American Life in Poetry
by Ted Kooser, U.S. Poet Laureate 2004-2006
Here Tess Gallagher goes to the mailbox to post a
letter. We’ve all done that, haven’t we? But notice how closely she pays
attention to this simple experience, and how she fits this one moment into the meaning of her life.
The sleep of this night deepens
because I have walked coatless from the house
carrying the white envelope.
All night it will say one name
in its little tin house by the roadside.
I have raised the metal flag
so its shadow under the roadlamp
leaves an imprint on the rain-heavy bushes.
Now I will walk back
thinking of the few lights still on
in the town a mile away.
In the yellowed light of a kitchen
the millworker has finished his coffee,
his wife has laid out the white slices of bread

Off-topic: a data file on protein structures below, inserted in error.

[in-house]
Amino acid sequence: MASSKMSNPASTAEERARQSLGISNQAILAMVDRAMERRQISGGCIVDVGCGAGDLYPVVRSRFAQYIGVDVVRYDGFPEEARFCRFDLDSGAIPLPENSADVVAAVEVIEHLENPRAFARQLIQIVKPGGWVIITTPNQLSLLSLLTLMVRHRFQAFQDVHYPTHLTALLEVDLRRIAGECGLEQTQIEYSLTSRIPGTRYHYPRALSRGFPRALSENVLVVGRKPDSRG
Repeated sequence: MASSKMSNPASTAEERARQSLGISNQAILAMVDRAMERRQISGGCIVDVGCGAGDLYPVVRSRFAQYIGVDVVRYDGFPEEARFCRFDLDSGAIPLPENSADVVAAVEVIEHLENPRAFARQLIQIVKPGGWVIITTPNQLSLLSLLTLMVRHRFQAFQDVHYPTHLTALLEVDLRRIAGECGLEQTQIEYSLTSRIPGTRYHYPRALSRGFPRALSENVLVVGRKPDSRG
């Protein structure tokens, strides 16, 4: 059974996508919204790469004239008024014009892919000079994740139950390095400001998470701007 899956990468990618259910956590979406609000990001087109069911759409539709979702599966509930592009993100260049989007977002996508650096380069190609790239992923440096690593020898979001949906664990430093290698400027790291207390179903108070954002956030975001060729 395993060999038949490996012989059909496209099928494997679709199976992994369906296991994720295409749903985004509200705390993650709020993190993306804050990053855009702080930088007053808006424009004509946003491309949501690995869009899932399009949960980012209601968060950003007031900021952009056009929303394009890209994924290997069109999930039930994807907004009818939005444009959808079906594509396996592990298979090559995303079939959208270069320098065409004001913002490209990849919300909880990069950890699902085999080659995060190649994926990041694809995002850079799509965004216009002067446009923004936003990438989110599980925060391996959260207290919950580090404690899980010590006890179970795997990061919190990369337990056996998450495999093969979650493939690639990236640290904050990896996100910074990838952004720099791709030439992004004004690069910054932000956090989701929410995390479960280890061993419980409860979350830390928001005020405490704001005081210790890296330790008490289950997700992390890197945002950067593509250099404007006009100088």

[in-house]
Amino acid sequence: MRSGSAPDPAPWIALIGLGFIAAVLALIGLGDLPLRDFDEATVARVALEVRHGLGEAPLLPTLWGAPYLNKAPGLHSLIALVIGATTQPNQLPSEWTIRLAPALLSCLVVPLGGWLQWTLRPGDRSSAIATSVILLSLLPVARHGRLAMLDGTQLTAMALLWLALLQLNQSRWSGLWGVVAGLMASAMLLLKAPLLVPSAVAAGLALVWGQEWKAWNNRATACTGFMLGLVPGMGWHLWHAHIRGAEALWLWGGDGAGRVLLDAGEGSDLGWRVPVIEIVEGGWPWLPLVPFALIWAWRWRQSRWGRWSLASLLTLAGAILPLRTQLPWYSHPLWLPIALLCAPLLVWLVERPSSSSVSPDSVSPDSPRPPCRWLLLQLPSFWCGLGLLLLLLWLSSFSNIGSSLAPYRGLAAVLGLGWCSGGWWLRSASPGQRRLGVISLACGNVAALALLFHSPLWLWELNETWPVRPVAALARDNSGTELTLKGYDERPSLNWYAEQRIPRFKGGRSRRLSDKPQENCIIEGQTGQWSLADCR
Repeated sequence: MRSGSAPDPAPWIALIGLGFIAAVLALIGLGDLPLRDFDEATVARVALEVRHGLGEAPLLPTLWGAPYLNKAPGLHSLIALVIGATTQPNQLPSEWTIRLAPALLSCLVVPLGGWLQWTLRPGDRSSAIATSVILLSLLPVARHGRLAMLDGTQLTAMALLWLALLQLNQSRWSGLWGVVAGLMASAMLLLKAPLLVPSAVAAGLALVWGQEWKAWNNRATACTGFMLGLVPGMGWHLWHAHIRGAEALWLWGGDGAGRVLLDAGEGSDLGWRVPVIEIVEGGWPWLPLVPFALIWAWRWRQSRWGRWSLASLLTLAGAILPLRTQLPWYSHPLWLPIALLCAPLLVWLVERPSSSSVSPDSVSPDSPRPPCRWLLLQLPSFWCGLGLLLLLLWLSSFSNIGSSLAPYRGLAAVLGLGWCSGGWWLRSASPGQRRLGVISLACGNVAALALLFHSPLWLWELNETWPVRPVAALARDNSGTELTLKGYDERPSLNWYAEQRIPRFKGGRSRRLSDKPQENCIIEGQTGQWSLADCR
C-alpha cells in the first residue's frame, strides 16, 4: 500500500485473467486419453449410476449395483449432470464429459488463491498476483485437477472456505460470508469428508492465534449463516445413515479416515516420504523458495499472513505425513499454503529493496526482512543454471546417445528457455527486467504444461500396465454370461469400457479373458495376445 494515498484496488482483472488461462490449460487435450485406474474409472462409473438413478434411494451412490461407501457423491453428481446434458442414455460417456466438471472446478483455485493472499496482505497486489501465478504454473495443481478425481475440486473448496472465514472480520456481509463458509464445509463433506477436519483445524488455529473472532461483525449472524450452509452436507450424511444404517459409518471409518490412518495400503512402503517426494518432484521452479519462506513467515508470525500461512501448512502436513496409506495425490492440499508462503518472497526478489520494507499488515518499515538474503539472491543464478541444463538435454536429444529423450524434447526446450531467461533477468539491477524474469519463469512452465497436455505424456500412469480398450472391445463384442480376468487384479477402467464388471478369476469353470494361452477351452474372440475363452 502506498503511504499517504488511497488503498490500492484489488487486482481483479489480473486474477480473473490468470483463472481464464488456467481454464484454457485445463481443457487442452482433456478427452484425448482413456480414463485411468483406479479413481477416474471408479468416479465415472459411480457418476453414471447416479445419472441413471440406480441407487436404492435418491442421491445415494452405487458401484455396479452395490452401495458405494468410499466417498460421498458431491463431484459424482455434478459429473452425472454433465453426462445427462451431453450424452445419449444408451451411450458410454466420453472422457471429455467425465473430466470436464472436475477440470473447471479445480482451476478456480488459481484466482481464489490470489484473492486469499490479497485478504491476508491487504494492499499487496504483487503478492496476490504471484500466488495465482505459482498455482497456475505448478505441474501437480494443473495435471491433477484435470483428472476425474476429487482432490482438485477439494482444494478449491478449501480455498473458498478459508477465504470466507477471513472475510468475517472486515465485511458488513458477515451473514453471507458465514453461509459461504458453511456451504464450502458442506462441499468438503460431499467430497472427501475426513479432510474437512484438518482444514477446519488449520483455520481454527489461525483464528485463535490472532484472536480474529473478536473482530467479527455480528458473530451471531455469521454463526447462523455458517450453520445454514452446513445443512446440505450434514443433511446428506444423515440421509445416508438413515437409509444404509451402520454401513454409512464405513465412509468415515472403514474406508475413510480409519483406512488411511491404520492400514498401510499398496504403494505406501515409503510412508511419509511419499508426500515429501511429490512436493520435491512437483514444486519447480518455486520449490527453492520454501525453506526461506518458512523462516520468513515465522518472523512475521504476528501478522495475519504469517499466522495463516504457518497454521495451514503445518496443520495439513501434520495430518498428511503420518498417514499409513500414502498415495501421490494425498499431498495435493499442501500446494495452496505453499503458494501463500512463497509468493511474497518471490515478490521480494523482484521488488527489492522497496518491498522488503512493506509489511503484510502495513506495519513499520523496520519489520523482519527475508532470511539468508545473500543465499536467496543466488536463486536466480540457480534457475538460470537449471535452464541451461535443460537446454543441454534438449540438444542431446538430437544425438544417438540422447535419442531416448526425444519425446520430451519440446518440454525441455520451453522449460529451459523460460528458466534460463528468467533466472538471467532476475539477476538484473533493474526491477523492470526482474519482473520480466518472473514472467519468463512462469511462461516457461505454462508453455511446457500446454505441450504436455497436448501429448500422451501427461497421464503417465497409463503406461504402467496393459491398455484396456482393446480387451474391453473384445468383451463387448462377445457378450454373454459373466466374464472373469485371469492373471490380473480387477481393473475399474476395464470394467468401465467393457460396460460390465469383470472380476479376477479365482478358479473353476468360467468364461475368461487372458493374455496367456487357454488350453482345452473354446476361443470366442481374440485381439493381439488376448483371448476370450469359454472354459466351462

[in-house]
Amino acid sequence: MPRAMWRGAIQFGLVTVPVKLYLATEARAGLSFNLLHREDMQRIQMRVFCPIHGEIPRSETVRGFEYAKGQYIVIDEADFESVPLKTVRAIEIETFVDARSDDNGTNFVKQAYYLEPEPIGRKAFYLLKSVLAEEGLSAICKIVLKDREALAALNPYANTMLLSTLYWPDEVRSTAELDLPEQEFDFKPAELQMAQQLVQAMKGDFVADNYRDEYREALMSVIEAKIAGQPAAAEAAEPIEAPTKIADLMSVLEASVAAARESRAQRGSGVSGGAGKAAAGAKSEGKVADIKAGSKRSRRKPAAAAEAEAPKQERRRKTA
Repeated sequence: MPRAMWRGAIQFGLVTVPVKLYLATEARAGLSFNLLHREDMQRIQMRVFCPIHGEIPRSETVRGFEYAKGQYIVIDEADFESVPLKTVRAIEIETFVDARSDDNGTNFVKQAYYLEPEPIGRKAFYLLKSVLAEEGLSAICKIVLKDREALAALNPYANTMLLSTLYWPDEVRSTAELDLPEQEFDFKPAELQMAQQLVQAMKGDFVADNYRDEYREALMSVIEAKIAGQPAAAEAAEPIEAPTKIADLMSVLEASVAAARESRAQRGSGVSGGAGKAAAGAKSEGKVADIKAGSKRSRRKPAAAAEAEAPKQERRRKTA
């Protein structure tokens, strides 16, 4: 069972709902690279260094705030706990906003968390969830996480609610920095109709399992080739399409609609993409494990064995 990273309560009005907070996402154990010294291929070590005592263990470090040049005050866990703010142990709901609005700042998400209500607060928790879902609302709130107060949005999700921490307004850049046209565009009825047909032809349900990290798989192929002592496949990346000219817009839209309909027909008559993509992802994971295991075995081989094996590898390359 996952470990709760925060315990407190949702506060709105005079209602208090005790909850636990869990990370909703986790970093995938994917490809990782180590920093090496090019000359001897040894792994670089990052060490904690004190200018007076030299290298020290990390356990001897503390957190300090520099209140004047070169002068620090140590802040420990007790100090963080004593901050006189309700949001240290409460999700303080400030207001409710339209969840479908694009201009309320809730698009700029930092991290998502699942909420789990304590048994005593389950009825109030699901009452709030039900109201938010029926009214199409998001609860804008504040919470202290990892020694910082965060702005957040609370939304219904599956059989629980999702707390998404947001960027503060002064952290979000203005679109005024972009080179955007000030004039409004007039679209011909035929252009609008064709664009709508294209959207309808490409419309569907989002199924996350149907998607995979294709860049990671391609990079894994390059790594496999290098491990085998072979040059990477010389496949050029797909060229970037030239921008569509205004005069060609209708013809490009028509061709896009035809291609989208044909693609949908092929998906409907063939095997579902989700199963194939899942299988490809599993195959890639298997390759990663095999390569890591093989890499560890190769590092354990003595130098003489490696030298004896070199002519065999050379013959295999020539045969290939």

on the counter. Now while the bed they have left
is still warm, I will think of you, you
who are so far away
you have caused me to look up at the stars.
Tonight they have not moved
from childhood, those games played after dark.
Again I walk into the wet grass
toward the starry voices. Again, I
am the found one, intimate, returned
by all I touch on the way.
“Under Stars” copyright 1987 by Tess Gallagher. Reprinted from Amplitude: New & Selected Poems with the permission of Graywolf Press, Saint Paul, Minn. Gallagher’s most recent book of poetry is Dear Ghosts: Poems, Graywolf Press, 2006. This weekly column is supported by the Poetry Foundation, the Library of Congress and the Department of English at the University of Nebraska-Lincoln. This column does not accept unsolicited poetry.